Trying to pick out a set of snowshoes

3:07 p.m. on December 2, 2007 (EST)

a.k.a. Ben, Ben M

Hey everyone. I'm looking to purchase a set of snowshoes that will mostly be used on the mountain during winter hikes and such. any suggestions of some smallish/lightweight snowshoes that are great for moderate to steep ascent?

5:13 p.m. on December 2, 2007 (EST)
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Smallish snowshoes and deep winter snow don't really go together, you need flotation in early snow and cold weather powder.

For a SMALL person, the MSR Lightning series is good, noisy and pricey; they are best in alpine snow after weather plus time has compacted it.

I am a big guy, carry a large pack and have a lot of mountain snoweshoe miles on my elderly bod; I prefer Crescent Moon Expedition Gold shoes and Faber of Canada shoes to any others. Google these and see what you think, look at MSR, as well.

For MOUNTAIN, as in Rockies, Selkirks, so on, you cannot get far with cheap snowshoes, something to consider before buying.

12:17 p.m. on December 3, 2007 (EST)
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As kutenay says, for mountain conditions, "smallish/lightweight" won't cut it. We have 5 pairs of snowshoes in the house currently, including the 2 pairs of old classic wood frame and rawhide ones (one of those is hung over the mantle, along with my old wood-handled ice ax - great decoration, not very useful compared to the modern ones). Barb has a pair of "smallish/lightweight" shoes that were sold as women's racing snowshoes. They work great on trails, but not so great if there is any depth of soft powder or even soft wet snow.

We lead snowshoe hikes several times a winter for youth groups and outdoor organizations. Most of these are on pretty gentle trails (although Castle Pass on the way to Peter Grubb Hut is fairly steep if the trail hasn't been broken yet). I see all sorts of snowshoes on these hikes. As kutenay says, you won't get far on cheap snowshoes. I always take a repair kit, and end up repairing at least one snowshoe that has broken, even on hikes of a couple miles.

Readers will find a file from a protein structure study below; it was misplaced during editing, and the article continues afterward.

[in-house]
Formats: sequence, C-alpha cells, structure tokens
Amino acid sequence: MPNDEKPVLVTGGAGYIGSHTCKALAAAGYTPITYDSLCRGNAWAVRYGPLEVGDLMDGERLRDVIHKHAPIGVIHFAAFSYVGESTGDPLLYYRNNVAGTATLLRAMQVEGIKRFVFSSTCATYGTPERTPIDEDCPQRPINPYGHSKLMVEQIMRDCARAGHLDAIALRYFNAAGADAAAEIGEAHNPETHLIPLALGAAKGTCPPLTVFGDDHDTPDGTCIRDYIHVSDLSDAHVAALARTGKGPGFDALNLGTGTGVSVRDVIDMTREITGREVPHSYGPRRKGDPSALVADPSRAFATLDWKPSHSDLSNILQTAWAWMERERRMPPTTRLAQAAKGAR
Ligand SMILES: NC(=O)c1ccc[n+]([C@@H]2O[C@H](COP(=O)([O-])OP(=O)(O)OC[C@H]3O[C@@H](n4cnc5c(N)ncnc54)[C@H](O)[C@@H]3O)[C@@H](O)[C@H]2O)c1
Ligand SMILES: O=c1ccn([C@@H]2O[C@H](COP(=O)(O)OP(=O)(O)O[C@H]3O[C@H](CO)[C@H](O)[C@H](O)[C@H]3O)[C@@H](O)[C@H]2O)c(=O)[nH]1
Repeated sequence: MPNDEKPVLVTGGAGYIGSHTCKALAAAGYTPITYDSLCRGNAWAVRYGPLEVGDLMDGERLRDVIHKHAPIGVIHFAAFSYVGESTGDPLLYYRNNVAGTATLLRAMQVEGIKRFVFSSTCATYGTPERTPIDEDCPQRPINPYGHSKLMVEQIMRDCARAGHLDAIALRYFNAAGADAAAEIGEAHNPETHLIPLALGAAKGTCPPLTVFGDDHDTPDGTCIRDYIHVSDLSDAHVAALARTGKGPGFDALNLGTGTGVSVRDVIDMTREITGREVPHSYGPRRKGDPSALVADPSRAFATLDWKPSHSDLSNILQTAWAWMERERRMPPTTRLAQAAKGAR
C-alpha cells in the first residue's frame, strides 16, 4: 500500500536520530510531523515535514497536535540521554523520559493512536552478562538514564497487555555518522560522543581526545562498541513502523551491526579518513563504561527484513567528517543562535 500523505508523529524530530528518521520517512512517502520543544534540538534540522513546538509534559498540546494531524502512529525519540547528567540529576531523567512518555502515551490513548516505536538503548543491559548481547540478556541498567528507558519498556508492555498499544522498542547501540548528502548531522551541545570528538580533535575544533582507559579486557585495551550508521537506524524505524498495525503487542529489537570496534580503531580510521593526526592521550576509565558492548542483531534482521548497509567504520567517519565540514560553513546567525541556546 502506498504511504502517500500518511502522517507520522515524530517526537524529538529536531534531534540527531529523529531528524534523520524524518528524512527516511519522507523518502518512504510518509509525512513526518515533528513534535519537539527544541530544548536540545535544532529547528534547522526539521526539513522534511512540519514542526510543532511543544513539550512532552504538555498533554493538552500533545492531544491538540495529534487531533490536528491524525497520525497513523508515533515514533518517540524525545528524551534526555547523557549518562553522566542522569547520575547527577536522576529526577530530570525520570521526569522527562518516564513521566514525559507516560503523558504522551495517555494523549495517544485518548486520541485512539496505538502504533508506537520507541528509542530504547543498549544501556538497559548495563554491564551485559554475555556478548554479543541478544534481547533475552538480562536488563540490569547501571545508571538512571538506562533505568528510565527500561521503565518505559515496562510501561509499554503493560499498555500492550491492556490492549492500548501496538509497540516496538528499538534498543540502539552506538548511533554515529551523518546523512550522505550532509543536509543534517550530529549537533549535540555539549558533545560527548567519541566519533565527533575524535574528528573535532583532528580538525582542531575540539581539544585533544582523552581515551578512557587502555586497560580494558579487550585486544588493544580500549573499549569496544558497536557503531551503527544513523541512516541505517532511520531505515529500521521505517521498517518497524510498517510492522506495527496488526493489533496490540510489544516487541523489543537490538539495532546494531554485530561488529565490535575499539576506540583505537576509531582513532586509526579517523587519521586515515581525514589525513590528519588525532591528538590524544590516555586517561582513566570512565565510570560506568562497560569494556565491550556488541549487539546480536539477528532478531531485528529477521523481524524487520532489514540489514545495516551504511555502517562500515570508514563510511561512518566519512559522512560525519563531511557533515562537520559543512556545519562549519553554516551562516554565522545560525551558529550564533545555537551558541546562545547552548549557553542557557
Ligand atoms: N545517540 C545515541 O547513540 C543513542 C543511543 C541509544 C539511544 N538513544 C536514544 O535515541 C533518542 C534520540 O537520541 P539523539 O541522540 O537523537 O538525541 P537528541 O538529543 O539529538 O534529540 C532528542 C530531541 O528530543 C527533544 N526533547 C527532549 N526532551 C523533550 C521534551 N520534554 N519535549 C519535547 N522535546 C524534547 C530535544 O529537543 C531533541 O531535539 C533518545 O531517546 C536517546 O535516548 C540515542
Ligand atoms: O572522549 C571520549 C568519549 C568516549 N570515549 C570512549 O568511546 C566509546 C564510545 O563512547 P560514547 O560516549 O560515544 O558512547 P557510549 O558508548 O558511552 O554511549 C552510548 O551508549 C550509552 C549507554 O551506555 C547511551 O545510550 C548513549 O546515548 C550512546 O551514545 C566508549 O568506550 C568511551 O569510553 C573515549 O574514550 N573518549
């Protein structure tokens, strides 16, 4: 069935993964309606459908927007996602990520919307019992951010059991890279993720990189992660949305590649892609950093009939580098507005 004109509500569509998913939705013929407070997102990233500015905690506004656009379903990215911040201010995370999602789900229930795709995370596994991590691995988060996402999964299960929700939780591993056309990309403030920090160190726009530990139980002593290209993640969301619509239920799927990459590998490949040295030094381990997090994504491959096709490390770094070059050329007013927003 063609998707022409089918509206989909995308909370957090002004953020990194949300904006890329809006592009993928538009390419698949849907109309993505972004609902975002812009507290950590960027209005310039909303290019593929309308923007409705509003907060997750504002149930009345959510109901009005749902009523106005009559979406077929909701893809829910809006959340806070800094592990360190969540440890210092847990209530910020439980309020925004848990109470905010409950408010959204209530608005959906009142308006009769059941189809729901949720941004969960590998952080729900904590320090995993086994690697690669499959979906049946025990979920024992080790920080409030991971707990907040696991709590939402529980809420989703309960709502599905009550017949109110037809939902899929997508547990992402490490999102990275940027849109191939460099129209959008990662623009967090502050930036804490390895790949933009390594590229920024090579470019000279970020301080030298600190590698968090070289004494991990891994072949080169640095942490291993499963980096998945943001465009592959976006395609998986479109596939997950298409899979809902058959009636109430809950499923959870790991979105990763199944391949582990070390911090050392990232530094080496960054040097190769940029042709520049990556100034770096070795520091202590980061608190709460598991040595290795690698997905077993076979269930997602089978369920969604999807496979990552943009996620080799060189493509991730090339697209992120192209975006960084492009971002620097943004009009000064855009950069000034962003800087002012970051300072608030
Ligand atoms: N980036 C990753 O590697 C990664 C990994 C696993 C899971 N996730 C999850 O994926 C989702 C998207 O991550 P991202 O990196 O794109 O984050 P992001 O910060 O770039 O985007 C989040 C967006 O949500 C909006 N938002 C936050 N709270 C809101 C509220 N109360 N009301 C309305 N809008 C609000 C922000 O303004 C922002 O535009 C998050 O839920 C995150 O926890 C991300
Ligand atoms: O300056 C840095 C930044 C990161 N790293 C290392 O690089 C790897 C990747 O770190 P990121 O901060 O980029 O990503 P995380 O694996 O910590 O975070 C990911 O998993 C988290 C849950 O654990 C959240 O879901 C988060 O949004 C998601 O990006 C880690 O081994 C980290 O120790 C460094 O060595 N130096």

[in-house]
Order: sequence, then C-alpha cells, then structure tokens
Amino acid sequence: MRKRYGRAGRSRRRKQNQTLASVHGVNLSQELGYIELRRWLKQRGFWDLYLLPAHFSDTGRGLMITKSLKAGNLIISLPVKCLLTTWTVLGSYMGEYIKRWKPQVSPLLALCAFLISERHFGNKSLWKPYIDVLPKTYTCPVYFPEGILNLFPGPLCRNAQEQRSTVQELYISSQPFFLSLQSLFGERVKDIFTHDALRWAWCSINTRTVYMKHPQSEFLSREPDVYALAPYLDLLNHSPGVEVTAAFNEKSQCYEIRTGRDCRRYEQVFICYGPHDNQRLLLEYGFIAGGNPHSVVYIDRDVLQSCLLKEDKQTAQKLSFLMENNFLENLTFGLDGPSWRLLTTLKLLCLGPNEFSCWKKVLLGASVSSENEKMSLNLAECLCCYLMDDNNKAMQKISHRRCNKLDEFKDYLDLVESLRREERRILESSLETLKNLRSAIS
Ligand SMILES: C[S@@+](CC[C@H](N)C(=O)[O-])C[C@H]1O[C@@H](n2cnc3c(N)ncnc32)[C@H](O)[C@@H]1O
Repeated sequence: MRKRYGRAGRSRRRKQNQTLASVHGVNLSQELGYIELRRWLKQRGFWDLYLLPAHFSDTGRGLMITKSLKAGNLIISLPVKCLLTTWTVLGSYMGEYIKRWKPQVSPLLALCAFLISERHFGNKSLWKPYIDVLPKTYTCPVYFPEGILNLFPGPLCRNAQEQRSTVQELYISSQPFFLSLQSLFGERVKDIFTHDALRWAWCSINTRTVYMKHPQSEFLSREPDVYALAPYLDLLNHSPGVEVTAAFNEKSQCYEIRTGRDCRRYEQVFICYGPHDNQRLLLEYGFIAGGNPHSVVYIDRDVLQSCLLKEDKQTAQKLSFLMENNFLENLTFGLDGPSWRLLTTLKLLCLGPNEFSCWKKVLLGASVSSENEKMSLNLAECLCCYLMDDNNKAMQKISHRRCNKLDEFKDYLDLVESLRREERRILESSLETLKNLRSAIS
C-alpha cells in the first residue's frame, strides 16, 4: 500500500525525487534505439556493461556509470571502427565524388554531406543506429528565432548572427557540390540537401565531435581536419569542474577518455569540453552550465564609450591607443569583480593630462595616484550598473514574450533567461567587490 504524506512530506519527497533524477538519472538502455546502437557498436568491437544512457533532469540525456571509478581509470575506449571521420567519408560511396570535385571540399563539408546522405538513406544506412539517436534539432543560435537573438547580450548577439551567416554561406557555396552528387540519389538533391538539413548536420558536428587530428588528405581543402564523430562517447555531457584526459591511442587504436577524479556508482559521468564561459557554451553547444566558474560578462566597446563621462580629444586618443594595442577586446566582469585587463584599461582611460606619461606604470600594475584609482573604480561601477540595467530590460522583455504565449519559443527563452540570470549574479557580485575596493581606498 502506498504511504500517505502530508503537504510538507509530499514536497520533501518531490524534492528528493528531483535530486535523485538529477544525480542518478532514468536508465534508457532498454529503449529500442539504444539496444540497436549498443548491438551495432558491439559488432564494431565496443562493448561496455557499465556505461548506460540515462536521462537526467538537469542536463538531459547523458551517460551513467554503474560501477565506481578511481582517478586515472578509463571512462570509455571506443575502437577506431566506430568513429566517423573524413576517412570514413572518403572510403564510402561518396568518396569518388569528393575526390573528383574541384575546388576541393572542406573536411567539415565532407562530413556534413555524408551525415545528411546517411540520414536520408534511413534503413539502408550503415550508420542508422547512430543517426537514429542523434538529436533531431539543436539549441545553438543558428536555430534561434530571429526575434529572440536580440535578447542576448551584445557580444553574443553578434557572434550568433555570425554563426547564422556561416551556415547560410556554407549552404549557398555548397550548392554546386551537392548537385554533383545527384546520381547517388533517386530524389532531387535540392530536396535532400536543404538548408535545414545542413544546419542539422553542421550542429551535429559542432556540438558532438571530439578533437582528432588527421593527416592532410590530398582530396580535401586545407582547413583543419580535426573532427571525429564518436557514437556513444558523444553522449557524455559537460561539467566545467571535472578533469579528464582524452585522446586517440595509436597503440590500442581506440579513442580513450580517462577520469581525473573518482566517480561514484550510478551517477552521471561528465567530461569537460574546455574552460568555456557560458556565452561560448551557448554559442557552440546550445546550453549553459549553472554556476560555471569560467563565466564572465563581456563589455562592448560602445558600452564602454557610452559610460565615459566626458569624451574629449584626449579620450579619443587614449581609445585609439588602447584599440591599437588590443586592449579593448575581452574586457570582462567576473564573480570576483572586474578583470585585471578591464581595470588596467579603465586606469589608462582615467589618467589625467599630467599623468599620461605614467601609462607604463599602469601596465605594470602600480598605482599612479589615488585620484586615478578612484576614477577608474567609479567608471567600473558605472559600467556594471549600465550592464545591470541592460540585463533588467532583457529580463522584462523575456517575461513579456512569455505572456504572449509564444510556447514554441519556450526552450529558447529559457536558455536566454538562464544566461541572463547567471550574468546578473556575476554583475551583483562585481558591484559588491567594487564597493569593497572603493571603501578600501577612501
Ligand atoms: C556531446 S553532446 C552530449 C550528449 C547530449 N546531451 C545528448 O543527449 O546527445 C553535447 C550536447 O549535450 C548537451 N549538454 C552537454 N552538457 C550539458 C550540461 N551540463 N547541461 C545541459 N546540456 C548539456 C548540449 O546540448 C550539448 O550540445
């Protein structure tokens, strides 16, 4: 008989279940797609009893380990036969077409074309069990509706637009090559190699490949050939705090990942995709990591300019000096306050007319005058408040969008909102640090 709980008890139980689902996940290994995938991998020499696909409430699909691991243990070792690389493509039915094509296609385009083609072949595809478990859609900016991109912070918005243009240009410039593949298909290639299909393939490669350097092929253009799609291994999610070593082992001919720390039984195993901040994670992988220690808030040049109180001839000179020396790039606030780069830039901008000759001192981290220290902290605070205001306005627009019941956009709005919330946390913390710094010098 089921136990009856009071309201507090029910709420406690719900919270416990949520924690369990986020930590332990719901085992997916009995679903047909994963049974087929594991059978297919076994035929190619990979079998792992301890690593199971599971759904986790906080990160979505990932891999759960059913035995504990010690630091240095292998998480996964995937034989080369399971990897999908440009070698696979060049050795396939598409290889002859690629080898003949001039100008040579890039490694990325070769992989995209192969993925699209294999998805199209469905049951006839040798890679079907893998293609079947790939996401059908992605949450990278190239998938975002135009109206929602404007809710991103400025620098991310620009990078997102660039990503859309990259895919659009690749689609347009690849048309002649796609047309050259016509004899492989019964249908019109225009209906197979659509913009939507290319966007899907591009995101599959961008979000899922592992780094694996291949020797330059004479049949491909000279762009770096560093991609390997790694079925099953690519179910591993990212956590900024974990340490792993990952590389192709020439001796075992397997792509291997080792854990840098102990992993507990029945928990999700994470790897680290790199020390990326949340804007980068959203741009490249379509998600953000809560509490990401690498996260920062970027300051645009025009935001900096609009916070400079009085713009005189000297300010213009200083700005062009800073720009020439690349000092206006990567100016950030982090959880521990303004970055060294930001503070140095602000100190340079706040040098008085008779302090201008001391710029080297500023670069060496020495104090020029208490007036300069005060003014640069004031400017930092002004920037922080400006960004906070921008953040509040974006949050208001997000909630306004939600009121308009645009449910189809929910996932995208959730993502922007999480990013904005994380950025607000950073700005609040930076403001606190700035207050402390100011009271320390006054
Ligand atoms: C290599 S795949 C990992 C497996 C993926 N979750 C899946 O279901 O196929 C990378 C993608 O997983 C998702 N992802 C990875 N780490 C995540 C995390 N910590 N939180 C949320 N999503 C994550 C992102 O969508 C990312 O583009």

My personal snowshoes that see use for mountaineering expeditions where they have to support loads of my weight plus 60 pounds or so of gear and food for 2-3 weeks of travel that totals 8-10 thousand feet of climb (plus the downhill return) are Atlas heaviest duty shoe. The particular pair I use is close to 10 seasons of heavy use. They have never broken. I have had Atlas replace the bindings twice with newer versions that are easier to use and faster to put on (but have never had a failure - I just like the ratcheting buckles better than the older style of fabric straps).

I have also tried both versions of the MSR snowshoes. The type with the perimeter toothed frame seems to work a lot better for steep ascents. I find the carbon fiber platter style to be rather noisy, especially on icey or crusty surfaces, but they also seem to work well on steep ascents.

I'm not familiar with kutenay's favorites (Crescent Moon and Faber) - k, are these sold only in Canada? I haven't seen them here in Calif.

The ones I have mentioned are not cheap. Atlas (now part of the same company that owns Tubbs, which I have seen many problems with on the hikes I lead) makes several less expensive lines, which I would not suggest for what you say you will use the shoes for - they are intended for the casual snowshoer, going on trails already broken and now loads.

1:24 p.m. on December 3, 2007 (EST)
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Crescent Moon is from Colorado, IRRC, Google them and find out; these are BETTER then any Atlas shoes I have seen, but, they are NOT "cheap".

In cold, deep powder snow as in the East Kootenays or central-northern BC, I would look at Northern Lites, as well. But, IF there are better over-all snowshoes than CMEGs, I have never seen them.

6:03 p.m. on December 4, 2007 (EST)
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Having now looked at a pair of Crescent Moon Gold 17s, the basic construction and the binding are very close to the expedition Atlas that I have - same frame material, same decking, same TIG welding, and same price range. Atlas lower ranges have not been the same since Perry sold his interest and moved on to other things (usual story of a startup selling to a Big Corporation). Most of the lower ranges were introduced after he left the company, but at least the expedition version has remained much the same. Perry first did the design as a grad student project with my next-door neighbor as his advisor, which is how I got acquainted with them. Over the next few years, he and his company re-did a number of things in the design (notably the bindings) to get to the version I have. At which point, he sold to the company that also owns Tubbs, K2 Snowshoes. The lower models of the Atlas shoes are an epoxy rather than TIG welded. I haven't seen any of them come apart at the joint, though.

11:20 p.m. on December 5, 2007 (EST)
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Anyone know anything about Arctic Trekker? They look nearly identical to the old Sherpas, which I really liked, and claim to have some interchangeble parts. They're also pretty pricey but if they hold up like the Sherpas did that might be OK. They're at

8:55 a.m. on December 6, 2007 (EST)
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Consider Northern Lites. Living in New England, we do not have a lot of deep snow, so my snow shoes spend most of the time in my pack when hiking on trails that are mostly packed. I have used them to prevent post holing, and have also used them breaking trail with others and some climbing when bushwacking. I have not had a problem keeping pace with others who have been using shoes with more aggressive claws, as MSR models. Here are some photos:

January 19, 2020
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